From Editor Robert Parry: I often hear the complaint that Consortiumnews is not devoting enough attention to some story of particular importance to that reader. And I must admit the criticism is often valid, but the explanation is mostly our lack of resources, not our lack of interest.
I’m especially concerned that we are not doing more in areas relating to war or peace. Over the years, we have invested a great deal of effort to report on wars (or near-wars) in Central and South America, Iran, Iraq, Kosovo, Libya, Lebanon and Israel/Palestine. We have done some work though not nearly enough on the current conflict in Syria.
Given my background with the Iran-Contra Affair, we also have focused on expanding knowledge of historical scandals that I believe were bungled by the mainstream press over the past several decades. That explains our continued excavation into the real histories of the Vietnam War, Watergate and the crimes of the Reagan-Bush years.
Ironically, our coverage of current events especially the rise of the Tea Party has forced us to delve back even deeper into the past to examine the real history of America’s Founding. That’s because right-wing operatives were getting millions of Americans to buy into false narratives of the Constitution and the Second Amendment, deceiving the public about what the Framers were trying to accomplish and why. The reason for those stories was to stop false renditions of the past from distorting the present.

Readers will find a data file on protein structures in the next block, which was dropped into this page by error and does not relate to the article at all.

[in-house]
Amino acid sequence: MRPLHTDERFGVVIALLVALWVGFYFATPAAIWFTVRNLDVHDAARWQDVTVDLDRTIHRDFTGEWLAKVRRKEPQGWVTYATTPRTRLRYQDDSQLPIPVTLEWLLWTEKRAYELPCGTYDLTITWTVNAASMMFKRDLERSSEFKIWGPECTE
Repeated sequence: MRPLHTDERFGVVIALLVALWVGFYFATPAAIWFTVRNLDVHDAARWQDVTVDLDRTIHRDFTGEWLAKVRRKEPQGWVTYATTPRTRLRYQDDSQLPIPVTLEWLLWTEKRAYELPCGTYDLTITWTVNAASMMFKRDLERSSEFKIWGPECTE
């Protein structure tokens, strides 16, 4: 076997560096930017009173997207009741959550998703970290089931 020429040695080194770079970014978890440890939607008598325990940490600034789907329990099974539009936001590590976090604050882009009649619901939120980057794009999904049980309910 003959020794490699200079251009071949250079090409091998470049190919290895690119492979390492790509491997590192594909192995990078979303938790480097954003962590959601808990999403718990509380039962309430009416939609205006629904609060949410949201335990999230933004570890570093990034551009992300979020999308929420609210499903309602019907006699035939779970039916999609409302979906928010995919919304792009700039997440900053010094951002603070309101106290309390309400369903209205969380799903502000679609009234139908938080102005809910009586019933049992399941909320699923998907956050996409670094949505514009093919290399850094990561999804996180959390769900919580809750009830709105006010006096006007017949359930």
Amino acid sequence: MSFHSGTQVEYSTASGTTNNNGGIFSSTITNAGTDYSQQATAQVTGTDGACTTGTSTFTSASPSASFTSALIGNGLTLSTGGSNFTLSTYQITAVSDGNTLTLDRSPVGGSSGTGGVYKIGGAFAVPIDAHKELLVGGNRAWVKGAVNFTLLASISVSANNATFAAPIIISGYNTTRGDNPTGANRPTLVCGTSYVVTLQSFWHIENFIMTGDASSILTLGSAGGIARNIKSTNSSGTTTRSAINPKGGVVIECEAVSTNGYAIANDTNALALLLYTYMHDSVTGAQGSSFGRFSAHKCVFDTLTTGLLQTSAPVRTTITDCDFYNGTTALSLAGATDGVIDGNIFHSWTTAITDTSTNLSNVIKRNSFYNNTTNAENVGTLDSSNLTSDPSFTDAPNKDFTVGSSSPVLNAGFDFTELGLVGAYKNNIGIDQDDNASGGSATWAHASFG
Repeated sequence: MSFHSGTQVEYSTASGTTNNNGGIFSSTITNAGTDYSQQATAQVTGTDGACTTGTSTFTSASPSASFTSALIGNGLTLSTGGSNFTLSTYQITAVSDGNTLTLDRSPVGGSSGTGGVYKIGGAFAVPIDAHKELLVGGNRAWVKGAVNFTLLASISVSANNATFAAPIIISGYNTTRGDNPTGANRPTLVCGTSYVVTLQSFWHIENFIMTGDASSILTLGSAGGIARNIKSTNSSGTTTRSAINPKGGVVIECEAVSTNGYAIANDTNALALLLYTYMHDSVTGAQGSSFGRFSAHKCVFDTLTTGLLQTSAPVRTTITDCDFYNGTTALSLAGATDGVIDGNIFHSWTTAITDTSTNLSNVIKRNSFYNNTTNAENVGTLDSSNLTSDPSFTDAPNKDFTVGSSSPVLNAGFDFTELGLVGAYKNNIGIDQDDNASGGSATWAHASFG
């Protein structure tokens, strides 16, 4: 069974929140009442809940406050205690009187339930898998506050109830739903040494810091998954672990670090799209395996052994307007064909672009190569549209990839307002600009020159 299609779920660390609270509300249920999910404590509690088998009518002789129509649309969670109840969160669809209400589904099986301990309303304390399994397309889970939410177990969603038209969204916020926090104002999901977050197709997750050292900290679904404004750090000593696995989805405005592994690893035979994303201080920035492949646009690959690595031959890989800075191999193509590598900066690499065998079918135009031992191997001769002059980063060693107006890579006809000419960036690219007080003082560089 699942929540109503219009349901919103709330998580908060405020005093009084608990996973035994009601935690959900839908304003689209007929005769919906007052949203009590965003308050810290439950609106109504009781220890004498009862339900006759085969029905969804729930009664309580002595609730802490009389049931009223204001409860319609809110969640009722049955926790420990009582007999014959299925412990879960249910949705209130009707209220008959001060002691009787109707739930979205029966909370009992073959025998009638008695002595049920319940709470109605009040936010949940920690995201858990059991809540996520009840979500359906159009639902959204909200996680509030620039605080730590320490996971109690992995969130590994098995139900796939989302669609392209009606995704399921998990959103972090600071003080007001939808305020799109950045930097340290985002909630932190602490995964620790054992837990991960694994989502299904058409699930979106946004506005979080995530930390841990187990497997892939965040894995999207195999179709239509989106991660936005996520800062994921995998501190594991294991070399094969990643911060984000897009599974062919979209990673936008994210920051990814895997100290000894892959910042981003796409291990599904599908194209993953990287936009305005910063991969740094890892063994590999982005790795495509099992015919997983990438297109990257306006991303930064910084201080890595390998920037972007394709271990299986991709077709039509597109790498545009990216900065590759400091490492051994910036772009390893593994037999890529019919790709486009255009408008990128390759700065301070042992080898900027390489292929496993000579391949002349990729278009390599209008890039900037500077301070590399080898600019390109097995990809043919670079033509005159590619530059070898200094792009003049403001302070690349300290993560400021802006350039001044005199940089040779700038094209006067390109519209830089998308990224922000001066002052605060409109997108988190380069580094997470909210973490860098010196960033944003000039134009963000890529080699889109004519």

Yet, while we try to provide a diverse selection of investigative articles and thoughtful analyses, I do concede that we could do better if we had more resources. We currently operate on a thinly stretched shoestring budget.
I am, therefore, proposing the creation of a $100,000 “war chest” for expanding our investigative journalism and our reporting on war zones, like Syria. (I use the phrase “war chest” ironically, because I believe that accurate and balanced information is the best way to avoid actual war.)
You can help with a tax-deductible donation by credit card online or by mailing a check to Consortium for Independent Journalism (CIJ); 2200 Wilson Blvd., Suite 102-231; Arlington VA 22201. (For readers wanting to use PayPal, you can address contributions to our account, which is named after our e-mail address: “consortnew @ aol.com”).
Or, you can buy one of my last four books through the Consortiumnews’ Web site or my latest book, America’s Stolen Narrative, through Amazon.com, either in paper or the e-book version. A portion of each sale will go to this fund.
Third, for only $34, you can get the trilogy that traces the history of the two Bush presidencies and their impact on the world. The three books Secrecy & Privilege, Neck Deep (co-authored with Sam and Nat Parry) and America’s Stolen Narrative would normally cost more than $70.
To get the books for less than half price and help us fill our “war chest” just go to the Web site’s “Donate” button and make a $34 “donation” using Visa, Mastercard or Discover. We will read a donation of that amount as an order for the trilogy.
If your mailing address is the same as your credit card billing address, we will ship the books to that address. If your mailing address is different, just send us an e-mail at firstname.lastname@example.org and we will make the adjustment. For U.S. orders, we will pay for the shipping. (For non-U.S. orders, add $20 to defray the extra cost.)
You can also take advantage of this special offer by mailing a check for $34 to The Media Consortium; 2200 Wilson Blvd.; Suite 102-231; Arlington VA 22201. Or you can use our Paypal account, “consortnew @ aol.com.” Just make sure you include your mailing address in the message. A portion of those sales also will go to our goal of building a “war chest” to help avoid war.
Thanks for your support.
Robert Parry is a longtime investigative reporter who broke many of the Iran-Contra stories for the Associated Press and Newsweek in the 1980s. He founded Consortiumnews.com in 1995 to create an outlet for well-reported journalism that was being squeezed out of an increasingly trivialized U.S. news media.